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September 28, 2021, 2:07 am

How did the flooding which killed over 40 people occur?

(10:33:51 AM 21/11/2013)
( - At least 41 people died, over 10 bridges were swept away, two large mountains struck down to the road, and hundreds of thousands of houses were sunken. These are the consequences left by the latest tropical depression in central Vietnam.

The rainfall of up to 600 mm is the cause of the historic flooding in the central region.


The bulletin of the National Center for Hydrometeorology on November 15 said that the tropical depression after storm Haiyan would move deeply into the central provinces from Phu Yen to Binh Thuan, so people in Quang Ngai and Binh Dinh did not prepare for it. As a result, they could not do anything when torrential rains which lasted throughout the night of November 15 until the afternoon of November 16, caused flooding.


Mr. Nham Xuan Sy, Director of the Quang Ngai Province Meteorological Forecast Center, explained that the north edge of circulation of the tropical depression associated with aloft active East winds and enhanced cold air caused widespread heavy rains in the central and central highland provinces. This combination caused intense rains, which were up to 600mm in the upland districts of Binh Dinh and Quang Ngai province, making terrified flooding.


The flood rose to a height of more than 15 m and submerged many highland villages in the district of Ba To, Quang Ngai. The flood also pulled down many houses, swept away 10 bridges across the Lieng and To rivers and isolated thousands of families in six communes. Also on the night of November 16, two huge mountains collapsed down to Highway 24, blocking traffic throughout the day.


"I’ve never seen such as strong and fast flooding. It was so horrible!" said Ba To district chairman Le Han Phong. Within two hours from 4-6pm on November 15, the waters rose by over 3 m, submerging residential areas. "The upland Ba Dong Commune had never seen flood but this time hundreds of houses were sunken deeply. Initial damage estimated after the floods is more than VND179 billion ($14 million) for our district," Phong said.


Two other districts in Quang Ngai that were badly affected by floods are Nghia Hanh and Tu Nghia. To date, the province has had 15 deaths, one missing and 49 injured by floods.


Mr. Phan Binh, Chairman of Nghia Hanh district said that local and central government carefully prepared for storm Haiyan but forecasts about this flooding came to local governments very late, causing difficulty for flood resistance. Before the flood came, the weather had been dried dry. On the early morning of November 15, it began rain, with strong winds. At around 7pm, flood rose highly, submerging residential areas.


In Tu Nghia district, flooding killed six people, washed away tons of rice, corn and tens of thousands of cattle and poultry. Mr. Le Trung Thanh, Vice Chairman of Tu Nghia District said the forecast was wrong since the flood was over 1m higher, causing severe damage to his district.


According to Quang Ngai authorities, the province has 117 reservoirs. Due to heavy rain on November 15, water spilled over 96 reservoirs. Also, the province has three hydropower plants, including two Dakdrinh hydroelectric plants that let’s water spill freely and Nuoc Trong that discharged water at 1,500 m3/s.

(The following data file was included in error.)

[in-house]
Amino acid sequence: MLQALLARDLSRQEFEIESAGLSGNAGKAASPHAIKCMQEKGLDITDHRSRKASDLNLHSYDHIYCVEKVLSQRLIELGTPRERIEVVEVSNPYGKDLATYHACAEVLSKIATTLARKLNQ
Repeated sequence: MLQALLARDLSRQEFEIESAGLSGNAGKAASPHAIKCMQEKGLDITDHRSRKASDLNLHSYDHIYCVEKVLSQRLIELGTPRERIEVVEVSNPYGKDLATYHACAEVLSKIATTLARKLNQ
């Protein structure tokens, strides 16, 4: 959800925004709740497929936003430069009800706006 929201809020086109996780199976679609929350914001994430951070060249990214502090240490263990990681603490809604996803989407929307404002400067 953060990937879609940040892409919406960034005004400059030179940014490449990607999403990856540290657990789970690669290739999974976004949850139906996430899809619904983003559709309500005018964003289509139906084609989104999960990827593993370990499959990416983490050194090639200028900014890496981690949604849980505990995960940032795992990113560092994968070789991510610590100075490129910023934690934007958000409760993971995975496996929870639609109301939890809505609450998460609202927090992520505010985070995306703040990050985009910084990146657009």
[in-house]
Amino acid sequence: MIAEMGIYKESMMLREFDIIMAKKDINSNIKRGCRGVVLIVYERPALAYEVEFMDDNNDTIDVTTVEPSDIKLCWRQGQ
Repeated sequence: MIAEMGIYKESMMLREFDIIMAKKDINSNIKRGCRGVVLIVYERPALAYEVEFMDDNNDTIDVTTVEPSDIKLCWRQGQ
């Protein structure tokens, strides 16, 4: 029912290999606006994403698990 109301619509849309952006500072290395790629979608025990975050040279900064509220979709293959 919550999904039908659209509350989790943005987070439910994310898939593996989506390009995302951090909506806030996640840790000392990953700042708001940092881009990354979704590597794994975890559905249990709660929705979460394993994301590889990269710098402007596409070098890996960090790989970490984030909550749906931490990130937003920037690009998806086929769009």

In Binh Dinh, after two days of living amid water, local people are still stunned because this was the most severe flooding so far in the province. It engulfed many places in Binh Dinh. The worst-hit area is the town of An Nhon.


"Our family was sleeping when the flood came. We woke when our bodies got wet. We climbed onto the table, then the cabinet and moved out the tiles to get onto the roof. After 30 minutes, the flood rose by several meters. The entire village became a sea of water. Sitting on the roof and looking outside I was so scare because there was nothing to cling to," recalled Mr. Nguyen Doan Chau, 32 years, a resident of Liem Truc village, An Nhon town.


The floods killed five people in An Nhon town, of the total of 17 deaths in Binh Dinh. Floods also demolished the abutment of Liem Truc Bridge in An Nhon town, making traffic congestion on the Highway 1A – the major road connecting the north to the south – for two days.


Chairman Le Huu Loc of Binh Dinh province said that fast rising floods was due to heavy rains of 300-400 mm, not by water discharge from reservoirs. According to Loc, reservoirs in Binh Dinh are mainly irrigation lakes, including the Dinh Binh Lake as the largest with 220 million m3. Because of heavy rain, the water overflowed from this reservoir.


Before people's suspicions about the large-scale reservoirs in Binh Dinh discharging water, causing 17 deaths, Mrs. Tran Thi Thu Ha, Vice Chair of Binh Dinh Province, confirmed that the Dinh Binh Lake did not discharge water.


In other provinces in the Central and Central Highlands regions, this tropical depression also caused serious damage to people and property. By November 19, at least 41 people died, 5 went missing, and hundreds of thousands of house were damaged...

At present, flooding on rivers is going down slowly.


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